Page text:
Can you imagine a young person looking for a home to live in? A young person with limited income and resources compared to a working family? Housing is difficult for everyone, especially young people who are already struggling.
There is no data to show that we are in a housing crisis specifically for our young people. But I know and we all should know that this is far from true. The Aotearoa New Zealand Homelessness Action Plan only provides one paragraph phrasing support for prevention for young people. But what's even crazier than only having one paragraph is that it is only targeted for those coming out of state care.
Don't judge someone by their current circumstances, especially young people who are just starting out in life, you never know who they are going to grow into.
When I was 18 I was doing really well in my course studies, and I was gaining independence through work experience. I made one decision that caused a ripple effect and a series of events that lead to my being homeless.
Throughout my housing difficulties, I faced many barriers like racism, biased judgment, a lack of understanding and a range of stigma-based bull. My niece and I used to dream about the day we would open our own youth-homeless shelter and what we'd implement, how we'd ensure the young people received good life skills and teach them the "real stuff".
On Tuesday, I, Kylia my niece, and our friend Harmony attended the Youth Transitional Housing Hui in Whangarei. It was a bit surreal to say the least. Fuelled by positive affirmations and taking small steps, it's truly magical to go from planting a seed to watching it blossom.
Our young people are facing a range of issues, from having no income to unsafe home environments, lack of knowledge in navigating the housing system, and relationship breakdowns, to mention a few. With a housing crisis, it can feel like the list keeps getting bigger in terms of the barriers young people are having to face to get back on their feet and into secure, safe housing.
Many landlords can be extremely difficult to engage with, especially when you are young and earning a low income, that's if you are lucky enough to have a job.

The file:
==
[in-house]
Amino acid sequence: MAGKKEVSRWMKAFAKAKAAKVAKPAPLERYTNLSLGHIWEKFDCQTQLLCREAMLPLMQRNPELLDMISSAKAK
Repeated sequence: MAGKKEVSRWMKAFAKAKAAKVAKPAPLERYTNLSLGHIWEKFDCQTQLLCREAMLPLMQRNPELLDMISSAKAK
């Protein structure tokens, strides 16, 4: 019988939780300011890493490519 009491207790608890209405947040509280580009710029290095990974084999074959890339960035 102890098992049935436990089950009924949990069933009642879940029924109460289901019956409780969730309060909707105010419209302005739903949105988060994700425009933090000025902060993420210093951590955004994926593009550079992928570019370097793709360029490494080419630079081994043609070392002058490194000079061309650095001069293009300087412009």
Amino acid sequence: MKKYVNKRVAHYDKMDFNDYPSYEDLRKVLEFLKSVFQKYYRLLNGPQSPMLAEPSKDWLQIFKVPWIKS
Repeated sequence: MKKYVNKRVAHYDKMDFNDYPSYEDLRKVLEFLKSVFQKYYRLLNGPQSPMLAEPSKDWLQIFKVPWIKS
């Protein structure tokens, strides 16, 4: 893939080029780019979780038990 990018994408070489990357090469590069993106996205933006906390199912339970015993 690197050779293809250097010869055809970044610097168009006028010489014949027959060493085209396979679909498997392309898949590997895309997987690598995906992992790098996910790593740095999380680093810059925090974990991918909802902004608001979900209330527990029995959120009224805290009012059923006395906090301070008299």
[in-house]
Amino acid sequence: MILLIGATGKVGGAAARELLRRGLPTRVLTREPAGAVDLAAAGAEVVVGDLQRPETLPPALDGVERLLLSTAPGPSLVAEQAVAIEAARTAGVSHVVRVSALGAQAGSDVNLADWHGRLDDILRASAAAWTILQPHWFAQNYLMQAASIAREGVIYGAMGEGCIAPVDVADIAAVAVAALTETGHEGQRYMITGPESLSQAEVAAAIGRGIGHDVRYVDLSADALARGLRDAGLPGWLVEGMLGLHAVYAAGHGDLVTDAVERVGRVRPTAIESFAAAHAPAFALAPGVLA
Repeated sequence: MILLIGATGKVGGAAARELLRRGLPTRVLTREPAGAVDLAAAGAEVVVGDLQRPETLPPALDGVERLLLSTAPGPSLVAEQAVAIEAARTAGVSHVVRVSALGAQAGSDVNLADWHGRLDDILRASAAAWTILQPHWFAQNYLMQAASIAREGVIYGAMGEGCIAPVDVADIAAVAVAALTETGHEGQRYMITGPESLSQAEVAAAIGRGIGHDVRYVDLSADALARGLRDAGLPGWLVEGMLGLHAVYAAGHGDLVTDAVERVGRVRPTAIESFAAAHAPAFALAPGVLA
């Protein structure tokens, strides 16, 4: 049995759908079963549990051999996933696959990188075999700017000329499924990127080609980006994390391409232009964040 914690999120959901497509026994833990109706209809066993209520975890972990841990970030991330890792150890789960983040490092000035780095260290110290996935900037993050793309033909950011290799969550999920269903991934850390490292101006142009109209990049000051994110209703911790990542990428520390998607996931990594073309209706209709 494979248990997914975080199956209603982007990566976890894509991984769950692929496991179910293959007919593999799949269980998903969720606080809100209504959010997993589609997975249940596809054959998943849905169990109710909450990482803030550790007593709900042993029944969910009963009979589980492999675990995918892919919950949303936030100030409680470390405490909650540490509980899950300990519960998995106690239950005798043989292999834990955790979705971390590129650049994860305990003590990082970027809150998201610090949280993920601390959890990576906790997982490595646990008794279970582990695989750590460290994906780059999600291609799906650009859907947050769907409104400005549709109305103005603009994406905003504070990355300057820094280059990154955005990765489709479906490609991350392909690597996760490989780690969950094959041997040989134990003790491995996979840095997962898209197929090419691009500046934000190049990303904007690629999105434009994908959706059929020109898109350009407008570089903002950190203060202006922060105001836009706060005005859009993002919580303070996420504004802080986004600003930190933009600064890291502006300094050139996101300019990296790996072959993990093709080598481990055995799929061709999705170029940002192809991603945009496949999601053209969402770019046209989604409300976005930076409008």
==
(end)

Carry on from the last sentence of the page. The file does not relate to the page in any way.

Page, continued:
From Tuesday's hui and others' kōrero a few comments stuck out for me, like "young people don't recognise that they are homeless" and "the age which we are seeing young people facing housing difficulties is decreasing to ages as young as 12".
Manaaki Rangatahi collective in South Auckland have recognised the need to support youth housing solutions alongside groups such as Likewise, Strive and other local providers in their community. They shared their gems with us at the hui to help us better support our community's development in this space. We are all in this together, these are our young people, no matter where they are in the motu.
When it comes to looking at what solutions are currently in operation for youth in our community, it is fair to say there is the bare minimum. Especially if those young people are not connected to their whenua and feel uncomfortable to return.
I would like to acknowledge the amazing mahi that does exist - for example, this one for specific youth groups like Te Ora Hou (another great youth provider in our community) with the Maia House in Tikipunga supporting young mothers up to the age of 19.
On the bright side, change will come and we will find solutions, even if we have to create them as a community to support "the rangatira of the next generation" as Bill from Strive shared.